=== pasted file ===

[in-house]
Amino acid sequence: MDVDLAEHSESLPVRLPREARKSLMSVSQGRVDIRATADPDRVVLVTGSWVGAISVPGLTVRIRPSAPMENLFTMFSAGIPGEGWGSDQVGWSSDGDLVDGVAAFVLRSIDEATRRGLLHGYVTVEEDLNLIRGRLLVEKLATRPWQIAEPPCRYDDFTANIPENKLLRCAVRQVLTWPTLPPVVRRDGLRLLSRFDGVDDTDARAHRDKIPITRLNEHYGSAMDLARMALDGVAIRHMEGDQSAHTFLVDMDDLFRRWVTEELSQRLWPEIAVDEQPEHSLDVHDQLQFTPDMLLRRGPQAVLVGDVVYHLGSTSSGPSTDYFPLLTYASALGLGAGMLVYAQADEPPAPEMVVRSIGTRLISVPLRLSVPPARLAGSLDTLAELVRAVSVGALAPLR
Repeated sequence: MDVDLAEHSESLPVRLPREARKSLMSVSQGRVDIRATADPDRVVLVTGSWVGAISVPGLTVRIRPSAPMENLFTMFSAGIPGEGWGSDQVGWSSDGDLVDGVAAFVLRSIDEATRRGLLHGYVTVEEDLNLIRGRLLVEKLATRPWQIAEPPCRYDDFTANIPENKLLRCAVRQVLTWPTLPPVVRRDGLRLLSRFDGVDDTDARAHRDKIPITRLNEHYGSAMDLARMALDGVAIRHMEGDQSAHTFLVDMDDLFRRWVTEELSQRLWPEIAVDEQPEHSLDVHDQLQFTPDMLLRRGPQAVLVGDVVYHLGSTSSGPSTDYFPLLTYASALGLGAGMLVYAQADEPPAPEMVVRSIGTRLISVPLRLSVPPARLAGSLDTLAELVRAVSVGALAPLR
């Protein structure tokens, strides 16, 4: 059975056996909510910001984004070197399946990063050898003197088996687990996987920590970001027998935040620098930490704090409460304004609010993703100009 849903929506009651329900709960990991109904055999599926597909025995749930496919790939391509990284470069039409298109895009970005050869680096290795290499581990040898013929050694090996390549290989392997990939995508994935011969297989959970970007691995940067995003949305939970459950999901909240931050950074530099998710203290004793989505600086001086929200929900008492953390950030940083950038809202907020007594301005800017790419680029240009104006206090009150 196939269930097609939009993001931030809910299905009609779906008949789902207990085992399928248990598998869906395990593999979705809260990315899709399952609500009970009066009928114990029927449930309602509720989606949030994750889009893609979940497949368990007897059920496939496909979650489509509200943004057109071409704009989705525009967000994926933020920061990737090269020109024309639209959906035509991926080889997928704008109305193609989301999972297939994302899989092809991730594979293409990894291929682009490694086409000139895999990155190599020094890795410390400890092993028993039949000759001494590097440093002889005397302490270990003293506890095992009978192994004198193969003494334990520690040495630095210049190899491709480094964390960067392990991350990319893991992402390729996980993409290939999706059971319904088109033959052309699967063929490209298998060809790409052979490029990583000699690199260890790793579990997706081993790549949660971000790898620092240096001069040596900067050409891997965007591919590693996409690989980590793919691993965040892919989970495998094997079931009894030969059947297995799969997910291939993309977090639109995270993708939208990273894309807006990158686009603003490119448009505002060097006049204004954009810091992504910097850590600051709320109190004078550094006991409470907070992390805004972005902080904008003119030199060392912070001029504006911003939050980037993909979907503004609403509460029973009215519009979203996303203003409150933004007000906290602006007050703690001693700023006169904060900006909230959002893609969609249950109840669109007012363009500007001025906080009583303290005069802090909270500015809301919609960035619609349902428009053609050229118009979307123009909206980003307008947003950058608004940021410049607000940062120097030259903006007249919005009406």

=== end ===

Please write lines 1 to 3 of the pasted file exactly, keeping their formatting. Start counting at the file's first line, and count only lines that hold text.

[in-house]
Amino acid sequence: MDVDLAEHSESLPVRLPREARKSLMSVSQGRVDIRATADPDRVVLVTGSWVGAISVPGLTVRIRPSAPMENLFTMFSAGIPGEGWGSDQVGWSSDGDLVDGVAAFVLRSIDEATRRGLLHGYVTVEEDLNLIRGRLLVEKLATRPWQIAEPPCRYDDFTANIPENKLLRCAVRQVLTWPTLPPVVRRDGLRLLSRFDGVDDTDARAHRDKIPITRLNEHYGSAMDLARMALDGVAIRHMEGDQSAHTFLVDMDDLFRRWVTEELSQRLWPEIAVDEQPEHSLDVHDQLQFTPDMLLRRGPQAVLVGDVVYHLGSTSSGPSTDYFPLLTYASALGLGAGMLVYAQADEPPAPEMVVRSIGTRLISVPLRLSVPPARLAGSLDTLAELVRAVSVGALAPLR
Repeated sequence: MDVDLAEHSESLPVRLPREARKSLMSVSQGRVDIRATADPDRVVLVTGSWVGAISVPGLTVRIRPSAPMENLFTMFSAGIPGEGWGSDQVGWSSDGDLVDGVAAFVLRSIDEATRRGLLHGYVTVEEDLNLIRGRLLVEKLATRPWQIAEPPCRYDDFTANIPENKLLRCAVRQVLTWPTLPPVVRRDGLRLLSRFDGVDDTDARAHRDKIPITRLNEHYGSAMDLARMALDGVAIRHMEGDQSAHTFLVDMDDLFRRWVTEELSQRLWPEIAVDEQPEHSLDVHDQLQFTPDMLLRRGPQAVLVGDVVYHLGSTSSGPSTDYFPLLTYASALGLGAGMLVYAQADEPPAPEMVVRSIGTRLISVPLRLSVPPARLAGSLDTLAELVRAVSVGALAPLR